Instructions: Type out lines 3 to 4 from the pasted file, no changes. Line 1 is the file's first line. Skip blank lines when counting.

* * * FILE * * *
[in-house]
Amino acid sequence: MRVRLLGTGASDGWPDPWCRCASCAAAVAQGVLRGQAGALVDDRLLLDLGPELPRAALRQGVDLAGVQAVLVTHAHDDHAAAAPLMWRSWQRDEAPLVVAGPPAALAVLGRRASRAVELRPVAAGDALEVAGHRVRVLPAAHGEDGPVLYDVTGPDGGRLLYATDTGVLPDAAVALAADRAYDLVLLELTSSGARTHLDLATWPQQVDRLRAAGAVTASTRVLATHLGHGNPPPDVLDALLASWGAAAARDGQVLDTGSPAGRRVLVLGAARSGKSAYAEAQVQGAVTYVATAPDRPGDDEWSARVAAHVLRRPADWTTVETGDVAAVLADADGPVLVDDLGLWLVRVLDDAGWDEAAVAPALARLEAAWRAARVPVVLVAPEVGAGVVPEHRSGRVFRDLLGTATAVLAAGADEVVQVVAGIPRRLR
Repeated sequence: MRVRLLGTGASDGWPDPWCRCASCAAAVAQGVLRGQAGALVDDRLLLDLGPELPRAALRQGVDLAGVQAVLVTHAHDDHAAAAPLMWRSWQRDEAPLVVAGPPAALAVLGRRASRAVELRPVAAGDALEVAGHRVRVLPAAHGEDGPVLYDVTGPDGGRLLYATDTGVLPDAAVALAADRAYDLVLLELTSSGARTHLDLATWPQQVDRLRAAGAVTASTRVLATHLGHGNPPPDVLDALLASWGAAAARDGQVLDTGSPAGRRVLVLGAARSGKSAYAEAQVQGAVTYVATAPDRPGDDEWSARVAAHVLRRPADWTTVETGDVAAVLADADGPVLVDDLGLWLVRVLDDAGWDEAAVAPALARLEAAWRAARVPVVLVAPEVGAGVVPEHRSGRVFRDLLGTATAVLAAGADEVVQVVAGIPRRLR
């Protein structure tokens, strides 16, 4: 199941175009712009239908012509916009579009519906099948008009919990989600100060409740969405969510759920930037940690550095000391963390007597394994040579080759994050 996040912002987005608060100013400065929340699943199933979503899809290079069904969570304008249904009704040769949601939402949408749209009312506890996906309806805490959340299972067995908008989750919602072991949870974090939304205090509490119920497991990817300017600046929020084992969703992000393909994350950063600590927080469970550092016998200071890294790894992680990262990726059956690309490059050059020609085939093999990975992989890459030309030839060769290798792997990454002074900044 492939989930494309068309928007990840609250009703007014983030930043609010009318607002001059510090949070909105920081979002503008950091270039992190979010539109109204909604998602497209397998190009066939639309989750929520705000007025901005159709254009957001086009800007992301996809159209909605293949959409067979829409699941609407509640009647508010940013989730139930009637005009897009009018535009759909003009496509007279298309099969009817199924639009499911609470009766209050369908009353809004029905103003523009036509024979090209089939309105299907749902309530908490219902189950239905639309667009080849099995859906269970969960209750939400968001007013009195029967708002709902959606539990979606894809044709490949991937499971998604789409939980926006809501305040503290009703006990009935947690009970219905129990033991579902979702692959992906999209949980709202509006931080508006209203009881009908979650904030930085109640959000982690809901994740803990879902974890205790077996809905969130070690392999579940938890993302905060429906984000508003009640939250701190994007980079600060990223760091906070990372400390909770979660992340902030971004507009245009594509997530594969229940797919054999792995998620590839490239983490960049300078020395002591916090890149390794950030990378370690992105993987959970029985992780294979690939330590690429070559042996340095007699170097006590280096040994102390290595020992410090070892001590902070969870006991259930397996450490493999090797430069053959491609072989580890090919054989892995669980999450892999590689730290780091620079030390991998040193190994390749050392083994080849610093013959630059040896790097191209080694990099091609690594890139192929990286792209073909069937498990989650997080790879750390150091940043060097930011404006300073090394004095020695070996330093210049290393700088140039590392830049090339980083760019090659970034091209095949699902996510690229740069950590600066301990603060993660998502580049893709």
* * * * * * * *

Repeated sequence: MRVRLLGTGASDGWPDPWCRCASCAAAVAQGVLRGQAGALVDDRLLLDLGPELPRAALRQGVDLAGVQAVLVTHAHDDHAAAAPLMWRSWQRDEAPLVVAGPPAALAVLGRRASRAVELRPVAAGDALEVAGHRVRVLPAAHGEDGPVLYDVTGPDGGRLLYATDTGVLPDAAVALAADRAYDLVLLELTSSGARTHLDLATWPQQVDRLRAAGAVTASTRVLATHLGHGNPPPDVLDALLASWGAAAARDGQVLDTGSPAGRRVLVLGAARSGKSAYAEAQVQGAVTYVATAPDRPGDDEWSARVAAHVLRRPADWTTVETGDVAAVLADADGPVLVDDLGLWLVRVLDDAGWDEAAVAPALARLEAAWRAARVPVVLVAPEVGAGVVPEHRSGRVFRDLLGTATAVLAAGADEVVQVVAGIPRRLR
């Protein structure tokens, strides 16, 4: 199941175009712009239908012509916009579009519906099948008009919990989600100060409740969405969510759920930037940690550095000391963390007597394994040579080759994050 996040912002987005608060100013400065929340699943199933979503899809290079069904969570304008249904009704040769949601939402949408749209009312506890996906309806805490959340299972067995908008989750919602072991949870974090939304205090509490119920497991990817300017600046929020084992969703992000393909994350950063600590927080469970550092016998200071890294790894992680990262990726059956690309490059050059020609085939093999990975992989890459030309030839060769290798792997990454002074900044 492939989930494309068309928007990840609250009703007014983030930043609010009318607002001059510090949070909105920081979002503008950091270039992190979010539109109204909604998602497209397998190009066939639309989750929520705000007025901005159709254009957001086009800007992301996809159209909605293949959409067979829409699941609407509640009647508010940013989730139930009637005009897009009018535009759909003009496509007279298309099969009817199924639009499911609470009766209050369908009353809004029905103003523009036509024979090209089939309105299907749902309530908490219902189950239905639309667009080849099995859906269970969960209750939400968001007013009195029967708002709902959606539990979606894809044709490949991937499971998604789409939980926006809501305040503290009703006990009935947690009970219905129990033991579902979702692959992906999209949980709202509006931080508006209203009881009908979650904030930085109640959000982690809901994740803990879902974890205790077996809905969130070690392999579940938890993302905060429906984000508003009640939250701190994007980079600060990223760091906070990372400390909770979660992340902030971004507009245009594509997530594969229940797919054999792995998620590839490239983490960049300078020395002591916090890149390794950030990378370690992105993987959970029985992780294979690939330590690429070559042996340095007699170097006590280096040994102390290595020992410090070892001590902070969870006991259930397996450490493999090797430069053959491609072989580890090919054989892995669980999450892999590689730290780091620079030390991998040193190994390749050392083994080849610093013959630059040896790097191209080694990099091609690594890139192929990286792209073909069937498990989650997080790879750390150091940043060097930011404006300073090394004095020695070996330093210049290393700088140039590392830049090339980083760019090659970034091209095949699902996510690229740069950590600066301990603060993660998502580049893709």